Europe’s outdated grids and lack of adequate electricity storage and interconnection mean that every time grids become overloaded, solar panels are the first to be switched off, wasting energy.
In Europe, new regulations have reduced the length of permitting procedures for electricity transmission projects and have accelerated authorisation of new RES projects, helping fast-track progress.
The European Commission (EC) points out that flexible storage and demand response solutions can be crucial in the drive to reinforce the networks. Possible solutions can be found in its “Digitalisation of Energy Action Plan”. It is also offering to provide more technical assistance to member state organisations to speed-up the process.
The EC estimates that by 2030 some €584billion needs to be invested to bring Europe’s electrical grids up to date. Much of this is being provided through the European Investment Bank (EIB). EU’s electricity market reforms are designed to help boost investments.
Without these reforms and investments Europe will miss its climate goals and so would Cyprus.
The energy minister appears to have recognized the problems with Cyprus’ current electricity system. What must be ensured is that implementation of the required measures to overcome these is accelerated, so that the adoption of renewables, particularly rooftop solar, continues at a fast pace, to avoid curtailing RES energy.
It is also important that implementation of such projects is done through open, transparent and competitive bidding. Cyprus must avoid repeating past mistakes made in the allocation of RES licenses that have led to exorbitant RES charges that currently keep electricity prices high.
This brings another issue. The energy minister is recommending an energy subsidy to assist with the ever-increasing cost of energy, especially to vulnerable households, something the finance ministry is resisting. Such a subsidy could be put in place easily by taxing the exorbitant profits from RES – something the previous and present government have been talking about for almost two years, but have done nothing so far to actually do it.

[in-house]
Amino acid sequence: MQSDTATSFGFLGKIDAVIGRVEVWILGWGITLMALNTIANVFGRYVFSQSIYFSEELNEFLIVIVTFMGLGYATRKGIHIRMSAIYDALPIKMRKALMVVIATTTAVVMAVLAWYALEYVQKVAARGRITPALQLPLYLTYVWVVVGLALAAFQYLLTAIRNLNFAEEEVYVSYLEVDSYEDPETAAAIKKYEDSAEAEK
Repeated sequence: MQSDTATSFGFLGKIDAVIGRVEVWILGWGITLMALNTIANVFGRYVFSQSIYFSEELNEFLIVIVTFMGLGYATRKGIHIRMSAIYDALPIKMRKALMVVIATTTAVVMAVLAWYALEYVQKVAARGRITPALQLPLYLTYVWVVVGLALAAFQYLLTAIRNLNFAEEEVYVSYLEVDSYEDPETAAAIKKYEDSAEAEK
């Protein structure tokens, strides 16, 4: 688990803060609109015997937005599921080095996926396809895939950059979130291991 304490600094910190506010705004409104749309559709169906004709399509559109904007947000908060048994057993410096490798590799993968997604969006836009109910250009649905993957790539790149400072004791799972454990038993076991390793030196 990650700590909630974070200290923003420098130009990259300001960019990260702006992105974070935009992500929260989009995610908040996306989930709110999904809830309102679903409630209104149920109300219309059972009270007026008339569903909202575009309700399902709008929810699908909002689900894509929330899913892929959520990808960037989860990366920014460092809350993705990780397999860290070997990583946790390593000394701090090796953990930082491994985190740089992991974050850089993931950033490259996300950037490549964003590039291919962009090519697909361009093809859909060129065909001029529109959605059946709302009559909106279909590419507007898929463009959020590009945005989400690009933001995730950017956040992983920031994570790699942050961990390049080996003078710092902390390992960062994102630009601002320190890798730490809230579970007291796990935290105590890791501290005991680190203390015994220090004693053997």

Approval of and speedy commencement of construction of the EuroAsia Interconnector is essential, given that it requires about four years before it becomes operational. Sooner or later, it will become glaringly obvious that without interconnection, Cyprus will reach a point where further increase in the adoption of renewables will not be possible and reliance on fossil fuels will continue, beyond EU targets. That will make attainment of climate goals impossible, with all this entails, especially in terms of prolonged, crippling, emission allowance charges.
The additional problem of not proceeding with construction of the interconnector now is that the grants allocated to it, €658million from the EC and €100million for the Recovery and Resilience Fund, will simply be lost to Cyprus. It will not be possible to re-allocate them to other projects. EC regulations do not allow that. As a result, at a later stage, when it become obvious that interconnection is essential, without grants, the cost of implementing it will be prohibitive, locking Cyprus into an energy limbo.
Without additional investments in grid upgrading, battery storage and interconnection – and all at the same time – Cyprus will simply not be able to make full use of and get the increasing amounts of RES electricity to where it is needed.
Dr Charles Ellinas is Senior Fellow, Global Energy Center, Atlantic Council